Property Crime: Just a Risky Occupation? Exploring the Issue with a Birth Cohort
This paper investigates the relationship between property crimes and work using data from the 1958 Philadelphia Birth Cohort Study. These data provide a unique opportunity to investigate the crime as work model, containing information on earnings and arrests for a sample representative of young men is US urban areas. We find that working significantly decreases the probabilty of committing crime, as does educational attainment. However, higher wages are not associated with a lower probability of committing crime. Measures of social influence during childhood and adulthodd have a significant impact on adult criminality. These findings suggest that the legitimate social interactions associated with work have a greater effect on criminal behaviour than does the higher income associated with employment and educational attainment.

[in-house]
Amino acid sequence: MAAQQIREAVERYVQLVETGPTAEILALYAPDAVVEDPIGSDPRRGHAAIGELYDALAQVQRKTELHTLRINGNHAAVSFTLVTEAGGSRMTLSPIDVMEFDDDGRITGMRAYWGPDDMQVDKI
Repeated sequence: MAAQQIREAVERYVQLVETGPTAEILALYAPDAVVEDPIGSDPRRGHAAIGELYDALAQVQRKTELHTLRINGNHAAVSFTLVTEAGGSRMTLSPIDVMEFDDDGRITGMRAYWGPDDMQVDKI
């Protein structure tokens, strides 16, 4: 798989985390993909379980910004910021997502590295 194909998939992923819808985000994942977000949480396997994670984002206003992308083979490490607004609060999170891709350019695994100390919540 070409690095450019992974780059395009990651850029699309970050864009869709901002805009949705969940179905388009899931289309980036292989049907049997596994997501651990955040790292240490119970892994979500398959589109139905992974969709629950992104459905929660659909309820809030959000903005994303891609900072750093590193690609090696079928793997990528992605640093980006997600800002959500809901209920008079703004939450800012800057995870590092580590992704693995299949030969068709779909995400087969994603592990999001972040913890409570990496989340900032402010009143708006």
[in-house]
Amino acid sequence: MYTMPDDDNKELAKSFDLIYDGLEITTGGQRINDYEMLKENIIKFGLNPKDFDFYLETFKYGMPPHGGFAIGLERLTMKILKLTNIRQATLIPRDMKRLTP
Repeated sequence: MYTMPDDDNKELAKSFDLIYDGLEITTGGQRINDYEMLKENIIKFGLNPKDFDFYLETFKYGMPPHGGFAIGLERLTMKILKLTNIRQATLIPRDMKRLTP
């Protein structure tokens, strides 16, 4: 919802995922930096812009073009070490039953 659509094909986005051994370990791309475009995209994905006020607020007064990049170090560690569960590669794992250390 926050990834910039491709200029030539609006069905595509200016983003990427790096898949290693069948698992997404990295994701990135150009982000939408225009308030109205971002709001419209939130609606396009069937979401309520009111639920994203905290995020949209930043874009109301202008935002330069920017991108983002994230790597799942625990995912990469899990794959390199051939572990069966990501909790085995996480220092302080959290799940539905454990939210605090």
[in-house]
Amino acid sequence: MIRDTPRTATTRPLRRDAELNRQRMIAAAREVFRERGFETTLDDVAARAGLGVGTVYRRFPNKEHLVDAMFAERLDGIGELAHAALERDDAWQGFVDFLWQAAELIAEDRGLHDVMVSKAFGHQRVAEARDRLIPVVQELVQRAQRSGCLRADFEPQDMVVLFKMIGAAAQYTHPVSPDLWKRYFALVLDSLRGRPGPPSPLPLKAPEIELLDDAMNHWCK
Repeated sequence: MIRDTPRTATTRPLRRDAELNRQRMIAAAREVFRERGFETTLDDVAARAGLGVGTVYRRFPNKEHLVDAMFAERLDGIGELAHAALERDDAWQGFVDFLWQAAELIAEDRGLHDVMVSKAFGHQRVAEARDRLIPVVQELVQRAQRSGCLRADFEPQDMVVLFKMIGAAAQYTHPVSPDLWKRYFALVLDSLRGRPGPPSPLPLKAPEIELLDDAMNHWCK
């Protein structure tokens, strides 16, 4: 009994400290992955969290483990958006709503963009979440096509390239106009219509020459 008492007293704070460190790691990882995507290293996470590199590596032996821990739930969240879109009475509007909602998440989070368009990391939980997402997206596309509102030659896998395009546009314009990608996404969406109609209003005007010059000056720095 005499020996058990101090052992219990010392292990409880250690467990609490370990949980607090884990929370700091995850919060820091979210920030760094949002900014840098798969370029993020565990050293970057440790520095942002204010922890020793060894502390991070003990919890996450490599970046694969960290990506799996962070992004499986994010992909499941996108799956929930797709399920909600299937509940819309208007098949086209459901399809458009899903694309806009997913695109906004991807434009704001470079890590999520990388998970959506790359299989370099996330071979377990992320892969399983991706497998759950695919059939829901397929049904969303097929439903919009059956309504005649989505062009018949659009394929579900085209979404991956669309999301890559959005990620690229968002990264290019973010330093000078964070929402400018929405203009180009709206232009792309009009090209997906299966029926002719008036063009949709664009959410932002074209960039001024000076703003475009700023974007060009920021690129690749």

|Date of creation:||1998|
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